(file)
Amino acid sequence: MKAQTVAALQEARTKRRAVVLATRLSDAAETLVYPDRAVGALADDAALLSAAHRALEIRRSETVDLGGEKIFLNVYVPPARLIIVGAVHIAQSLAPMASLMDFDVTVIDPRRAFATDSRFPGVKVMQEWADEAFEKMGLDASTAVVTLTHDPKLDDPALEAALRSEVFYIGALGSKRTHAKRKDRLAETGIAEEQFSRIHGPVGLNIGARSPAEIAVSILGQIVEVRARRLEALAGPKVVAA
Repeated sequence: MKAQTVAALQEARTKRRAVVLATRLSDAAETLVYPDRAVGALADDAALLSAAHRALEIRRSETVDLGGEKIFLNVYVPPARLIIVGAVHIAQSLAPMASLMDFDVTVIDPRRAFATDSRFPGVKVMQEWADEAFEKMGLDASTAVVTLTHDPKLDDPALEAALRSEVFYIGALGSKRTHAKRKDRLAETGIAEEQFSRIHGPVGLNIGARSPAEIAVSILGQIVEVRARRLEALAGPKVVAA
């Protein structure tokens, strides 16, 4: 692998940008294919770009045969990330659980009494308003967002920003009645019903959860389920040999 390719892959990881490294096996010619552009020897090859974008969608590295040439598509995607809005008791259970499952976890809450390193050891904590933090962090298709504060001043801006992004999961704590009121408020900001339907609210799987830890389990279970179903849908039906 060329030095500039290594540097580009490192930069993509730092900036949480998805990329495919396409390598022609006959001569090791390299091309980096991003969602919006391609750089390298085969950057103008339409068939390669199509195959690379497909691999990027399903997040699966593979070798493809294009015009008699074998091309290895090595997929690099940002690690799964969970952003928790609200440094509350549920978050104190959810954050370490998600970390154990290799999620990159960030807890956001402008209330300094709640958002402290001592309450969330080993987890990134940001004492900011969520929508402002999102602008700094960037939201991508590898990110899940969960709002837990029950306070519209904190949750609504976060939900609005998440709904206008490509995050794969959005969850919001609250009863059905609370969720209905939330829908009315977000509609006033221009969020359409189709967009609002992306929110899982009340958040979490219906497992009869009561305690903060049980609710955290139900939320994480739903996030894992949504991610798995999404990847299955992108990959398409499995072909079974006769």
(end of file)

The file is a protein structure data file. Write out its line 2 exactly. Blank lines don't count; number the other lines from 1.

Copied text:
Repeated sequence: MKAQTVAALQEARTKRRAVVLATRLSDAAETLVYPDRAVGALADDAALLSAAHRALEIRRSETVDLGGEKIFLNVYVPPARLIIVGAVHIAQSLAPMASLMDFDVTVIDPRRAFATDSRFPGVKVMQEWADEAFEKMGLDASTAVVTLTHDPKLDDPALEAALRSEVFYIGALGSKRTHAKRKDRLAETGIAEEQFSRIHGPVGLNIGARSPAEIAVSILGQIVEVRARRLEALAGPKVVAA